Alberta Parks (Canada) campsites experience lower reservations this year as it heads into the long weekend of May and the unofficial start of summer camping season.
Alberta Parks Visitor Experience and Business Supports Interim Executive Director Nancy MacDonald said openings stayed at 66 of 95 campgrounds as of last Wednesday afternoon.
During the Wednesday before the long weekend last year, openings were at 30 of the 95 sites.
“This year, now that people have some more options — they can leave the province, and we’re moving to a different level of COVID sensitivity — we certainly have less reservations than we experienced at this point last year,” said MacDonald. “So we certainly encourage anybody who’s still thinking about going camping this weekend to take a look at reserving at albertaparks.ca.”
MacDonald said, aside from eased COVID restrictions, she believes changes made to the reservation system contributed to the added availability.
Alberta Parks opened its online reservation system year-round earlier this year instead of this summer. The nights available for booking per night decreased to ten, down from 16, and the fee to change reservations after they were made was also increased, according to a report.
“Sometimes people booked quite a bit or more days than they were intending to use. So we did a couple of things to try and make sure that we’re always trying to achieve fair and equitable access to the park system,” said MacDonald. “Really just trying to make sure that the people who are making bookings are doing so in a way that still allows access to the system for everybody else.”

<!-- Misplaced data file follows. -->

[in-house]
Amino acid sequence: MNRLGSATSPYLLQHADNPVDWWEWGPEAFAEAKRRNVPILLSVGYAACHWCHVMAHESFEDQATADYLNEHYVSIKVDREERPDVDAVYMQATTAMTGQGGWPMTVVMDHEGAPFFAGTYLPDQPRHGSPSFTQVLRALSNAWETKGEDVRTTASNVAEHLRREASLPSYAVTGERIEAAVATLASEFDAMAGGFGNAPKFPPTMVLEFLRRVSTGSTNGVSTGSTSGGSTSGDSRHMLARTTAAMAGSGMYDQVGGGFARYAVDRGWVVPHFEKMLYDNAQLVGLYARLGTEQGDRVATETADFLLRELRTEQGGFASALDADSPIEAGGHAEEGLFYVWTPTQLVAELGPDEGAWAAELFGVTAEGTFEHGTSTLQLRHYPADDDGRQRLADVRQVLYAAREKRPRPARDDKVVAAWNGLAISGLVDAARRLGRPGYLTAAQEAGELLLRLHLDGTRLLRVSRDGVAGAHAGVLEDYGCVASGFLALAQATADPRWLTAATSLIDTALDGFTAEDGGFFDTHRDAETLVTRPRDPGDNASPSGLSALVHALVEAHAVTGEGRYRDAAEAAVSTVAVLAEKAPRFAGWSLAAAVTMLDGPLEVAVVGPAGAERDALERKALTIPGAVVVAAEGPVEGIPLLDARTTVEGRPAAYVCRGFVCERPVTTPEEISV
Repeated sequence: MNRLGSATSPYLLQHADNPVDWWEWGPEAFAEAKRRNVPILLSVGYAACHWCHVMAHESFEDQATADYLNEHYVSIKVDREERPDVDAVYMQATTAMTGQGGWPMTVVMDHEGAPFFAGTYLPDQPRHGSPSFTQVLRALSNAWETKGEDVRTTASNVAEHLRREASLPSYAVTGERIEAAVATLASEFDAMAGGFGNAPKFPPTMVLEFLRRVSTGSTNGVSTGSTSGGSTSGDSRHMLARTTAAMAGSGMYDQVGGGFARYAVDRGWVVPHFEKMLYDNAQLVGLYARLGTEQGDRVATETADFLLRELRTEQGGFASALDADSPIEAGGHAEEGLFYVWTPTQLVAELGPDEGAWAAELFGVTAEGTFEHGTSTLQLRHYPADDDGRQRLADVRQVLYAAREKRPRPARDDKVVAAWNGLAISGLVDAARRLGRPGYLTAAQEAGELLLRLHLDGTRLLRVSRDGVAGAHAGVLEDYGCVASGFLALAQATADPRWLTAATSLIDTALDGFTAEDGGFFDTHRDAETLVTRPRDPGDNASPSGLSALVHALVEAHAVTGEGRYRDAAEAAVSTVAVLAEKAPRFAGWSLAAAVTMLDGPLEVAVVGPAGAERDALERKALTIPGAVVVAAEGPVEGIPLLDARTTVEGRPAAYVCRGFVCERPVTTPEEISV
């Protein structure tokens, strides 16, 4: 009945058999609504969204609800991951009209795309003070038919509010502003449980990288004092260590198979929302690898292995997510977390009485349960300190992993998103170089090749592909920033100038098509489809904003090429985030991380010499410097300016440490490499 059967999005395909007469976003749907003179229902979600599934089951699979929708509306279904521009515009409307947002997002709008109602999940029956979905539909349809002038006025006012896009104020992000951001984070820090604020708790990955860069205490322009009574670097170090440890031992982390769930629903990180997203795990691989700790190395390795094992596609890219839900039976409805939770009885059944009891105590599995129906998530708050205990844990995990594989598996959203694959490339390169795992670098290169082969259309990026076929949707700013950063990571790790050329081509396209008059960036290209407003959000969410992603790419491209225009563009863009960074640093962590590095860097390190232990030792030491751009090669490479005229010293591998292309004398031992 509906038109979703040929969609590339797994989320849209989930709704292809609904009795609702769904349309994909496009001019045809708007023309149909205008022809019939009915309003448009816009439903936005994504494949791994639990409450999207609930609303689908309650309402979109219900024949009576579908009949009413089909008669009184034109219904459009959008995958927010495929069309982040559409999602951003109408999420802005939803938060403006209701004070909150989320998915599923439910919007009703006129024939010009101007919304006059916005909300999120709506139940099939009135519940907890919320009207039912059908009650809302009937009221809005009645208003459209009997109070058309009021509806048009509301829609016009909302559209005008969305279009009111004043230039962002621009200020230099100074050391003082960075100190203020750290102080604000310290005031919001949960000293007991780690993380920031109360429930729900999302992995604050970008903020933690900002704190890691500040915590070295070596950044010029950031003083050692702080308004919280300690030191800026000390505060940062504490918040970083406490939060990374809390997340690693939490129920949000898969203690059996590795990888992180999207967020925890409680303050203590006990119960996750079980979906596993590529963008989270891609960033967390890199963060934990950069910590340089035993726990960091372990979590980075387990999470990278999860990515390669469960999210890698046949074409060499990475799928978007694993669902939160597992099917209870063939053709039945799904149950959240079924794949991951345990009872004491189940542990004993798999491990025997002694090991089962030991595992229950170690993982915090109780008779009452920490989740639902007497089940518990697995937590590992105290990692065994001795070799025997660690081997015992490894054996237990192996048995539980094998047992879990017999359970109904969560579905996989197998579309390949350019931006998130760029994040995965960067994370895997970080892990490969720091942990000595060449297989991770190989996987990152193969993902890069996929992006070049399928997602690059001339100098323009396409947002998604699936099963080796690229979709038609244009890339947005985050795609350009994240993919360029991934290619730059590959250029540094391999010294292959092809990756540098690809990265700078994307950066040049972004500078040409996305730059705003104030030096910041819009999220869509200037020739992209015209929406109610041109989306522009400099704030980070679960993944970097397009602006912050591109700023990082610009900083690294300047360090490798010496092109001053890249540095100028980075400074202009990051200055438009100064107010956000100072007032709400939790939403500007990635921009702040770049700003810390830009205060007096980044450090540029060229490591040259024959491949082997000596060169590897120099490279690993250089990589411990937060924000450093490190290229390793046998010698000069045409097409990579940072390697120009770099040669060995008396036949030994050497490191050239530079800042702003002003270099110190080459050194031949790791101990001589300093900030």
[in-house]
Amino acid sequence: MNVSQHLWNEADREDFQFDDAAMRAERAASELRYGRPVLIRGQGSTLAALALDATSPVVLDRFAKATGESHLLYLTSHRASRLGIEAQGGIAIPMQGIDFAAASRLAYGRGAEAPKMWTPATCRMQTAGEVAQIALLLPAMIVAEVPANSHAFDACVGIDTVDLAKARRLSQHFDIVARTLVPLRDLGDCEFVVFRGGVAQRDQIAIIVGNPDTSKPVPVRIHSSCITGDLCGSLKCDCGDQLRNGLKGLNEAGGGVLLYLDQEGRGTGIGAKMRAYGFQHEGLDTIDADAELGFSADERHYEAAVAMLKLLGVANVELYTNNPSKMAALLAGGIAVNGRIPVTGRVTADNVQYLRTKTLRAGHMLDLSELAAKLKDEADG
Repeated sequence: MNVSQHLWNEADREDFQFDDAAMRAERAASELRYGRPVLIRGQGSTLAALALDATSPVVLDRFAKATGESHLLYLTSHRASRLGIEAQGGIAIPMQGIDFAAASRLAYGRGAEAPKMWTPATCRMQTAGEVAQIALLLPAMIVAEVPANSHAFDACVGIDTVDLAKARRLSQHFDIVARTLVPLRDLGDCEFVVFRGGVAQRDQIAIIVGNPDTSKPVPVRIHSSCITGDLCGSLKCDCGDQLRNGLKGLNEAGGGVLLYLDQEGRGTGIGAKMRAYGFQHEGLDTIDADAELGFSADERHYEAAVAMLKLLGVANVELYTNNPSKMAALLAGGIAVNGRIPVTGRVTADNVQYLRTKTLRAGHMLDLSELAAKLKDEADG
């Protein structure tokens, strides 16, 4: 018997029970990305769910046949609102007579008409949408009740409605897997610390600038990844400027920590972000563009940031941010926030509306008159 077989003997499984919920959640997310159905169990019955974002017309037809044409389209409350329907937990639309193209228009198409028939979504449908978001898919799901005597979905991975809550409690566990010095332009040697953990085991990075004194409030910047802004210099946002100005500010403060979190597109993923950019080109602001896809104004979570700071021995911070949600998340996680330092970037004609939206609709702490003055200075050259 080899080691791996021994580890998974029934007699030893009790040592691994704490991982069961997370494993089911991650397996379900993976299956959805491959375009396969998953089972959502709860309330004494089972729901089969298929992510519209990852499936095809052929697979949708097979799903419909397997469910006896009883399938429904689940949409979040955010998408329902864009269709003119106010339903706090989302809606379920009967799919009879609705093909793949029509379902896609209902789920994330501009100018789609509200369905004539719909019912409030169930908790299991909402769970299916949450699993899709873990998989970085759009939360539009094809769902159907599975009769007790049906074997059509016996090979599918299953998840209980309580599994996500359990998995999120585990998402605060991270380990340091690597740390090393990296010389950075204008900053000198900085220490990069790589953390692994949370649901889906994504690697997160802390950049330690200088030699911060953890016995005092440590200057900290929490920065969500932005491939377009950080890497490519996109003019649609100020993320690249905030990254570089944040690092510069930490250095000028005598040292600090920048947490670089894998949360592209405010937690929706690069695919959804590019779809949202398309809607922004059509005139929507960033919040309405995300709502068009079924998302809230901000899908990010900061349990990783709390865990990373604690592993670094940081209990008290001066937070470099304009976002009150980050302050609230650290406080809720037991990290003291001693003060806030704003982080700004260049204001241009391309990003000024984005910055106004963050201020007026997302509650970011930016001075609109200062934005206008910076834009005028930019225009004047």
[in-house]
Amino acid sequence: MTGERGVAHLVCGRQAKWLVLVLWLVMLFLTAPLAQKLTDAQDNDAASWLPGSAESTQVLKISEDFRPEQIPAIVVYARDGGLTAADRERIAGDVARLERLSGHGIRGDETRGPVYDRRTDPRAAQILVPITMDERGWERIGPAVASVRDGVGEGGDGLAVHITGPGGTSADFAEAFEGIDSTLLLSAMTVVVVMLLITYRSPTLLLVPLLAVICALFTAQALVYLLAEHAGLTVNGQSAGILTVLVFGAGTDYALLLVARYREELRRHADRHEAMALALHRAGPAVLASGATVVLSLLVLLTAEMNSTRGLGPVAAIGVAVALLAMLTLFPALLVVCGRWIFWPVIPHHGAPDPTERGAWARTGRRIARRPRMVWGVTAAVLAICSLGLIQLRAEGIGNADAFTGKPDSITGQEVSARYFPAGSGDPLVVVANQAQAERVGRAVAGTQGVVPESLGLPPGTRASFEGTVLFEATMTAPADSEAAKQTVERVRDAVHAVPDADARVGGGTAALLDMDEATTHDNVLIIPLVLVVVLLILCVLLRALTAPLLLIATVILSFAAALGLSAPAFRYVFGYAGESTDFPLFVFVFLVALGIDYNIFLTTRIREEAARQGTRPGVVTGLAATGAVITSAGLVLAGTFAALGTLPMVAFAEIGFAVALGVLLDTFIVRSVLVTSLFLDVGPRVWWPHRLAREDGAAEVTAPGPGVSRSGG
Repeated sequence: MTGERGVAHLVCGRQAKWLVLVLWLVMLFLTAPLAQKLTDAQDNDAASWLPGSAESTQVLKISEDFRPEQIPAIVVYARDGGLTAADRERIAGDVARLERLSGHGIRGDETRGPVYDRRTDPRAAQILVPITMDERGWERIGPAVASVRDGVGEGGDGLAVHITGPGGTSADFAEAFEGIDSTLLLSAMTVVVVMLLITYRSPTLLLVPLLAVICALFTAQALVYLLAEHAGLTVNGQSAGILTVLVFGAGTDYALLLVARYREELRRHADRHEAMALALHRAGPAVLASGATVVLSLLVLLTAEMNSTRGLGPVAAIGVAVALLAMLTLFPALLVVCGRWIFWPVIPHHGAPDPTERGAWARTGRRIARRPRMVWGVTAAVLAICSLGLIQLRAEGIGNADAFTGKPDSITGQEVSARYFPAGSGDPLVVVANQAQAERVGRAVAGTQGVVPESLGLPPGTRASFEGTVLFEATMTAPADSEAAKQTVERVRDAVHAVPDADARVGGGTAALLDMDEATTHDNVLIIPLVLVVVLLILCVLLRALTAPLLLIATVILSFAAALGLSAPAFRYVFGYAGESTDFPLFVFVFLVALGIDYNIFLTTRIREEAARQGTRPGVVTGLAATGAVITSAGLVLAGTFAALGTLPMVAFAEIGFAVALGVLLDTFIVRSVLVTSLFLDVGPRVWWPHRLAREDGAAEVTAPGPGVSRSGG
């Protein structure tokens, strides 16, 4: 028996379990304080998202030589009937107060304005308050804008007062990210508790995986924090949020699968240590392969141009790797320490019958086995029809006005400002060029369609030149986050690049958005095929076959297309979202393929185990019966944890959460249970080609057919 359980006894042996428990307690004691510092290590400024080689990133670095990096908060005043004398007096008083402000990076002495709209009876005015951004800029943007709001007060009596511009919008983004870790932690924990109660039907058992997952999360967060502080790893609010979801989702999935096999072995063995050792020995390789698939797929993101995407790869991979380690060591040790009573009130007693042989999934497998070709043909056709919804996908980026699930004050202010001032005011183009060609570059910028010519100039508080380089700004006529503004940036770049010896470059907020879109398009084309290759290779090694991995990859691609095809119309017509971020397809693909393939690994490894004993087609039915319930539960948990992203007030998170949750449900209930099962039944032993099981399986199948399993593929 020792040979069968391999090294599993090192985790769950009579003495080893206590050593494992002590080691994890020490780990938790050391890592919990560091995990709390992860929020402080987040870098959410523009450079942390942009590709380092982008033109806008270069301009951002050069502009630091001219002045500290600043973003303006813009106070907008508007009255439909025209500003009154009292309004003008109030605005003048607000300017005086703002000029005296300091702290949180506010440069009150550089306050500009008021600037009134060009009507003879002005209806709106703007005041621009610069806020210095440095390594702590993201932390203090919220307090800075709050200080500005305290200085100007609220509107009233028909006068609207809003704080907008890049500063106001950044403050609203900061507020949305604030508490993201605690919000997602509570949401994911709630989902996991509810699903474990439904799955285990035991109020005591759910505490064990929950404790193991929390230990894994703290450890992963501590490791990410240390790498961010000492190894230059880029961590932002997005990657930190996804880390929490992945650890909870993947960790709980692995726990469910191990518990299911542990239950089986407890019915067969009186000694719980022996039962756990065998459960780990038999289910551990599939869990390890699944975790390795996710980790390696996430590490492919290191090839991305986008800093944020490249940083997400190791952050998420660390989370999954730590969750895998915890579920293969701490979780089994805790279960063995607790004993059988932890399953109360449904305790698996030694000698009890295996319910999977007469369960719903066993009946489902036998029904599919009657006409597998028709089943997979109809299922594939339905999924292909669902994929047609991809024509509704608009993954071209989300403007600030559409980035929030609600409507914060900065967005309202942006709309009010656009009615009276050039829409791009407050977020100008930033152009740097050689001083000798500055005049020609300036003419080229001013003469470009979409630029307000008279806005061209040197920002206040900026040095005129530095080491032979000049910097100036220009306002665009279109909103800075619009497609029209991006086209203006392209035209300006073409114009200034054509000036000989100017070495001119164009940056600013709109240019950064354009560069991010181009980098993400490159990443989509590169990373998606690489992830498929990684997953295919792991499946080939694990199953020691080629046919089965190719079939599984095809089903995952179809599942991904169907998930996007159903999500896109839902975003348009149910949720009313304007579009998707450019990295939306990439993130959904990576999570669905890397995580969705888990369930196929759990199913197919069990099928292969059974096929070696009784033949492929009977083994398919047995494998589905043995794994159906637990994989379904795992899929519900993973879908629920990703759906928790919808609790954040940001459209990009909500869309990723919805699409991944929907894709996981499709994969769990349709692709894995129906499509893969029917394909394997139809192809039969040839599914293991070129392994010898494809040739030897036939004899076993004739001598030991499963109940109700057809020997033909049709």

MacDonald said reservations over the next three months follow a similar trend to the May long weekend as they are currently down by about 30% from past years.
The decreased reservations come after two years of high interest in camping in Alberta. During the pandemic, bookings increased by 169% in the past two years. Approximately 330,000 reservations were made for close to 9,000 bookable Alberta Parks campsites.
Canadian Parks and Wildlife Society Southern Alberta Chapter Executive Director Katie Morrison said the May long weekend is an exciting time as people begin to head back outdoors with the improving weather.
However, she said it is important for people to plan and ensure they have minimal impact on the environment.
“It really is an opportunity for Albertans to get out and experience and appreciate the amazing places that we have in Alberta,” said Morrison. “But we want people to do that safely. And we want the people to do that responsibly, keeping in mind that these are really special places and that we need to be good stewards of them.”
Morrison said Albertans should ensure their pets are leashed, guard their campfires, and collect their garbage. She said campers staying in sites outside the marked campsites should set up at least 30 meters from water sources and dispose of human waste at least 70 meters away from the water.
This article originally appeared on Calgary Sun.